World Bank

New Vanuatu transport project will improve resilience to disasters, access to markets

The project involves the upgrade of the vital 65-kilometre South Santo Road, on Vanuatu’s second most-populated island of Espiritu Santo, to guard against potential climate impacts and natural disaster risks.

The project will significantly improve access to markets and essential services and contribute to faster, safer and more reliable road transport in Santo island.

Wider impacts will be felt across the country with 10 percent of Vanuatu’s total population to see benefits from the works and technical assistance.

Major boost for Disaster Risk Management in Vanuatu

Vanuatu is considered to be one of the countries most at risk to natural disasters in the world. The new World Bank operation, which provides US$10 million that can be activated in the event of a major disaster, is supporting reforms that will deliver stronger risk mitigation and prevention actions in Vanuatu. These reforms are helping to shift Vanuatu’s disaster risk management system from a focus on response/emergency management, to a greater emphasis on risk reduction, climate adaptation and longer-term recovery.

World Bank to prioritise climate change resilience in Pacific

Its vice president for East Asia and the Pacific, Victoria Kwakwa, was in Tonga last week for talks.

Ms Kwakwa said the World Bank was working closely within Australia's Step Up and New Zealand's Pacific Reset programmes.

"We've been working on several things including supporting countries to strengthen their climate change resilience, working to support policy reforms to build their economic resilience and we're also working together on the connectivity agenda," Ms Kwakwa said.

"As you know, this region is very remote, even compared to other small island states."

World Bank advocates more participation for women in Seasonal Worker Programme

The Seasonal Worker Programme has employed 17,320 Pacific Islanders since 2012 and delivered approximately $US110 million in net income gains to the region.

The report, launched in Canberra, outlined a series of 11 Policy recommendations which would lead to greater benefits across the region from Australia's Seasonal Worker Programme.

The World Bank's Jesse Doyle said this included helping Pacific workers utilise cheaper ways of sending money home, increased participation for women and improved opportunities for countries with lower participation.

Tuvalu's international airport to be upgraded

The money would go towards repairs of the runway at Funafuti Airport, which was being damaged by water infiltration exacerbated by tidal and sea level impacts.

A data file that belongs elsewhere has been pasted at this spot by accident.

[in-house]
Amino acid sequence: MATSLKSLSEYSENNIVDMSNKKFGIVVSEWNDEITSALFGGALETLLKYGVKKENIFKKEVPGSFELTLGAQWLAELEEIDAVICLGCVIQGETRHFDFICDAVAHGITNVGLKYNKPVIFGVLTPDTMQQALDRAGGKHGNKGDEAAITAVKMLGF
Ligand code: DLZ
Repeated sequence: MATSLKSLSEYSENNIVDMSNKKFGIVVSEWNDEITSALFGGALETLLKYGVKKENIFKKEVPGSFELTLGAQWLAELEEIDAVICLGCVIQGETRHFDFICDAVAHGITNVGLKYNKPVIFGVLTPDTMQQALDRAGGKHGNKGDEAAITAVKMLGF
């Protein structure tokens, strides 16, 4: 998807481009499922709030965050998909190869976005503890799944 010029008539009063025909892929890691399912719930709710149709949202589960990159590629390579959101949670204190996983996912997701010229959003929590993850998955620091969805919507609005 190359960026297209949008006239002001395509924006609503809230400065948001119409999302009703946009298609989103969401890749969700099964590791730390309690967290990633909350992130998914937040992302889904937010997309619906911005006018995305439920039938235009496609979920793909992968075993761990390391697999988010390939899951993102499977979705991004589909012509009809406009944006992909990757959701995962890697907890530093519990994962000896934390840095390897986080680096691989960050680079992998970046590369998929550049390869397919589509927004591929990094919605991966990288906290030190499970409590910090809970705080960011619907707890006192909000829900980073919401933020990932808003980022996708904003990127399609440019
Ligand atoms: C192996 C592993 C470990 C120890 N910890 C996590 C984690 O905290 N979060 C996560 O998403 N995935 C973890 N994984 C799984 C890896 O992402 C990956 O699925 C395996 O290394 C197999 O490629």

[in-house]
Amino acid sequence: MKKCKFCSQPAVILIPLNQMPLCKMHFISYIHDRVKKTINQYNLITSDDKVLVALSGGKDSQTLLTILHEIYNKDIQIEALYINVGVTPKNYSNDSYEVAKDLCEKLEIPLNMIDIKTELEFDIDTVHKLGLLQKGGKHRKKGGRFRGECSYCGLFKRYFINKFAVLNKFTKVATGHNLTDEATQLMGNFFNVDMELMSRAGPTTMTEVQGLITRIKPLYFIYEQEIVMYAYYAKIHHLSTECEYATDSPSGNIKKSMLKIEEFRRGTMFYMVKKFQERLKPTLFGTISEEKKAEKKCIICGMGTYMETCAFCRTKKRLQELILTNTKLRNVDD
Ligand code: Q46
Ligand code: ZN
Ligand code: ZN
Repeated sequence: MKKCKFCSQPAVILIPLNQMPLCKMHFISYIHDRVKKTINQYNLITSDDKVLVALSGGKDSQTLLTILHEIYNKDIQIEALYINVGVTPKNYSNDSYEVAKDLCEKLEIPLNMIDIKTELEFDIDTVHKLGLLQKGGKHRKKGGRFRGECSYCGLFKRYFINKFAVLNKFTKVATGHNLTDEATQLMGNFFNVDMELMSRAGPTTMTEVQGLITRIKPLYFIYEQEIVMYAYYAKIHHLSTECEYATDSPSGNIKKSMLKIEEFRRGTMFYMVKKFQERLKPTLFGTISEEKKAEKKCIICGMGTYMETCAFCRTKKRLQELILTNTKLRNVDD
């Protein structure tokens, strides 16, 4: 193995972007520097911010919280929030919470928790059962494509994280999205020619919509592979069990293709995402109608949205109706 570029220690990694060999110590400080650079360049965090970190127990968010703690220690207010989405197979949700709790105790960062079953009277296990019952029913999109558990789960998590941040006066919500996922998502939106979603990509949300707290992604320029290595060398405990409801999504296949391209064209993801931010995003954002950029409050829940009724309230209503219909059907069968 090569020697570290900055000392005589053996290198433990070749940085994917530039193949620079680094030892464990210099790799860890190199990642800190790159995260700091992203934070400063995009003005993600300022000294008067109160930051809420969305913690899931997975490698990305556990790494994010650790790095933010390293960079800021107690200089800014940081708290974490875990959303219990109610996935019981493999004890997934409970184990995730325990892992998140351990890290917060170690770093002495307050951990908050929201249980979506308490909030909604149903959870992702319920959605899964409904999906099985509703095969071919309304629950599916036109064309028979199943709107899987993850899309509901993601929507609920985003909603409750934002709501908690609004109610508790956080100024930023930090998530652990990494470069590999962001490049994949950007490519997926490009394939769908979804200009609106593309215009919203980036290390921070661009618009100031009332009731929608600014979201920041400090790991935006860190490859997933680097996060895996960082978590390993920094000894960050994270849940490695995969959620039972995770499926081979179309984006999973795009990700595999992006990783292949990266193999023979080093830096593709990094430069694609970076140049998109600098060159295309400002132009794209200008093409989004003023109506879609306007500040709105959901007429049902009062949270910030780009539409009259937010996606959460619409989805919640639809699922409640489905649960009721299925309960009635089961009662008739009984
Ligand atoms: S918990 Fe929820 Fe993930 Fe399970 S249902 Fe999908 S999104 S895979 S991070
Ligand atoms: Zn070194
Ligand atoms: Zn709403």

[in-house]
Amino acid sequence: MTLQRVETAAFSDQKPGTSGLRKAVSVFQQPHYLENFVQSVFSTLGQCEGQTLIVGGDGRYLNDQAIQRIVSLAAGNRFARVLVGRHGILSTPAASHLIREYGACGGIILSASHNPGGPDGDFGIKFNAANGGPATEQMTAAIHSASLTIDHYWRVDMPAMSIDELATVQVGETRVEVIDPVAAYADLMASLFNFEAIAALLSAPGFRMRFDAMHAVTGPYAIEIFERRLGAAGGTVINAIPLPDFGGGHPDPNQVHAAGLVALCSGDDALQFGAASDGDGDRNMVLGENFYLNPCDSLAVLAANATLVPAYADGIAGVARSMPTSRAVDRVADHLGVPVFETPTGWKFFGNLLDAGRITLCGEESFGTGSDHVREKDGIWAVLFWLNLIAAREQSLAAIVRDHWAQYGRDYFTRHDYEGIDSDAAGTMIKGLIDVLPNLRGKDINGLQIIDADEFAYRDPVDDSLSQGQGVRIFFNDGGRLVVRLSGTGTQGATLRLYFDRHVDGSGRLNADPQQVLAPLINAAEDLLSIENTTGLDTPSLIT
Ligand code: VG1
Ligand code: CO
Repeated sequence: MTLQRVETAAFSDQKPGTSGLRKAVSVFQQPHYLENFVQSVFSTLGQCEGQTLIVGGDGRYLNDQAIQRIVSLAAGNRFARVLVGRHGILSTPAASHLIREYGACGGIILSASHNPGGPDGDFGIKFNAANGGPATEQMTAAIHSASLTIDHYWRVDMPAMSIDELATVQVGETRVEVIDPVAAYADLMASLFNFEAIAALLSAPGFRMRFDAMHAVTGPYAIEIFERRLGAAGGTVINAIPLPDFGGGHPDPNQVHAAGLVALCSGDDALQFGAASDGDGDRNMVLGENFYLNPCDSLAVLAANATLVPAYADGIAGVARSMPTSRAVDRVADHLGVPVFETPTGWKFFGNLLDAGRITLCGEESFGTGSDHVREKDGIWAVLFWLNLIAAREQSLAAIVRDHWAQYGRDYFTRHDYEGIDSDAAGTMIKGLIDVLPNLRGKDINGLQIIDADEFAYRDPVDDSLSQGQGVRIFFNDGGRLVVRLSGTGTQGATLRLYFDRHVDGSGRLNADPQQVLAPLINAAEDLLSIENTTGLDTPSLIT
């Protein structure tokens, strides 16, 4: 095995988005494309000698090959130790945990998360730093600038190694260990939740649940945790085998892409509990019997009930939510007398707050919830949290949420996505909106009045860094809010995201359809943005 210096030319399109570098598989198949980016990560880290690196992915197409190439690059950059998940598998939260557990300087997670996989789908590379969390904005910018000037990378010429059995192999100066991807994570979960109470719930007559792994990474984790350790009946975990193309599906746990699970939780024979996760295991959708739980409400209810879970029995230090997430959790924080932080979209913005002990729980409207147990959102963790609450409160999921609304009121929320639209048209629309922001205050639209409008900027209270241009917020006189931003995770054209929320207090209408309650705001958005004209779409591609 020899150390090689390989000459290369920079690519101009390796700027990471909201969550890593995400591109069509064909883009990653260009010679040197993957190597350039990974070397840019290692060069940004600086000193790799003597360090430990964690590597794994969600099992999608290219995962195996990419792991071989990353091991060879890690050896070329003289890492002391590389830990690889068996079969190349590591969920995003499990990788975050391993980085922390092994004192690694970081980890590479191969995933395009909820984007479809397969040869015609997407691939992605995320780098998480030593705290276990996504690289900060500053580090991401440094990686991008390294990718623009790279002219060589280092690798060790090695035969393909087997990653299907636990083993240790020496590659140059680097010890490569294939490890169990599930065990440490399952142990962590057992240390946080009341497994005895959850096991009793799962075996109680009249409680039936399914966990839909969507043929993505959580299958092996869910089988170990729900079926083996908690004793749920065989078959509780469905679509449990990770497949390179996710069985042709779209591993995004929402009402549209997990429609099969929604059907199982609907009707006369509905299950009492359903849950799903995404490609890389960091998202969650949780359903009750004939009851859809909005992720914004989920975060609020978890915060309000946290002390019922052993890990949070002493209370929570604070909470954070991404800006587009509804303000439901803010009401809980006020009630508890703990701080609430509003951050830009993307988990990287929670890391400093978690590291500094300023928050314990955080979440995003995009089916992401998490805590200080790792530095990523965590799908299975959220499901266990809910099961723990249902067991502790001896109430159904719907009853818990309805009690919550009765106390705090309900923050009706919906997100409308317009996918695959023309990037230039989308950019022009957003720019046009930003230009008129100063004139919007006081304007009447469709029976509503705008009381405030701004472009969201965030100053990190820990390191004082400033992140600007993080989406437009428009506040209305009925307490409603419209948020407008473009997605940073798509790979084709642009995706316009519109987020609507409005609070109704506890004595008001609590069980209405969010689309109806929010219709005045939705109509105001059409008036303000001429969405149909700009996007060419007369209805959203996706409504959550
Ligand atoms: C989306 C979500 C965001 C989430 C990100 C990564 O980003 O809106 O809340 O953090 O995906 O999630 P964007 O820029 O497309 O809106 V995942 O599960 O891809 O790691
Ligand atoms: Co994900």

Several trial design solutions for the problem would be tried during this cyclone season.

The World Bank's Pacific country director, Michael Kerf, said it was imperative that Tuvalu's only international airport continues to function safely.

He said the project would help Tuvalu be resilient from the impacts of climate change.

World Bank optimistic about Pacific growth

The document, 'Pacific Possible', has been launched at the Pacific Islands Forum in Samoa.

The Bank said the document had been three years in the making, and was the culmination of extensive consultations with Pacific Island and Pacific Rim governments, non-governmental organisations, academics and individuals across the region.

It has identified tourism, fisheries, the knowledge economy and labour mobility as key areas offering opportunities.

The report also mentions deep sea mining, yet advises caution.

World Bank to establish regional office in Suva

Fiji welcomed this opportunity during the signing of the World Bank establishment agreement at the Prime Minister’s office Wednesday.

Prime Minister Voreqe Bainimarama says Fiji is honoured to host the World Bank group.

Bainimarama says Fiji’s relationship with the World Bank is growing and its presence at home will benefit not only Fiji but neighbouring countries.

World Bank tries to make Pacific solar power decisions easier

At a regional energy summit in Samoa, the World Bank said it was detailing the potential for its online solar atlas, which gives interested parties the means to find where solar power potential is most concentrated.

World Bank approves funds for renewable energy project in Vanuatu

The Vanuatu Rural Electrification Project II (VREP II), which will be co-funded by the Scaling Up Renewable Energy Programme and the New Zealand government, aims to private nearly 9,000 homes and 37 public buildings – including community halls – with access to renewable energy.

World Bank to almost triple support to Pacific by 2019

The International Development Association, the bank's fund for the world's most in need countries, spent $US360 million in the Pacific in 2015 and this will increase this to $US900 million next year.

World Bank vice president for East Asia and the Pacific, Victoria Kwakwa announced the increase during a visit to Vanuatu over the weekend.

Ms Kwakwa says the bank’s entire Pacific island partners will benefit from the increase.